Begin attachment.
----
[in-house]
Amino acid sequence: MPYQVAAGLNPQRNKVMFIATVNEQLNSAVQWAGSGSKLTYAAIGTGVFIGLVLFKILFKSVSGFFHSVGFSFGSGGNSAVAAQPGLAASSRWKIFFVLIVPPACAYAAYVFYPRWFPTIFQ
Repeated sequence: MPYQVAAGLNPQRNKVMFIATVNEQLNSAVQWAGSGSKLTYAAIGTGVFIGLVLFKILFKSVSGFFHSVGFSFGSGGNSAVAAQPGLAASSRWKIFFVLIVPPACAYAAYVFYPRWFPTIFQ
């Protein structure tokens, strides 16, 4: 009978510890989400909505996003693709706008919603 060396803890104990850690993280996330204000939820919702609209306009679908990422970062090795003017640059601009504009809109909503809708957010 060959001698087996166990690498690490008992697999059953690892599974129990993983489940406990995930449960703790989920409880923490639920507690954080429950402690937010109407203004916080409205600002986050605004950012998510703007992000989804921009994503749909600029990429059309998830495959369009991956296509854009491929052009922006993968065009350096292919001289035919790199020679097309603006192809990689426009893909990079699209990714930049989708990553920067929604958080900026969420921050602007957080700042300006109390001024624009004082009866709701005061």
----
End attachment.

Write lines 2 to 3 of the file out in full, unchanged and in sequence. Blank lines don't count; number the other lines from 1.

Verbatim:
Amino acid sequence: MPYQVAAGLNPQRNKVMFIATVNEQLNSAVQWAGSGSKLTYAAIGTGVFIGLVLFKILFKSVSGFFHSVGFSFGSGGNSAVAAQPGLAASSRWKIFFVLIVPPACAYAAYVFYPRWFPTIFQ
Repeated sequence: MPYQVAAGLNPQRNKVMFIATVNEQLNSAVQWAGSGSKLTYAAIGTGVFIGLVLFKILFKSVSGFFHSVGFSFGSGGNSAVAAQPGLAASSRWKIFFVLIVPPACAYAAYVFYPRWFPTIFQ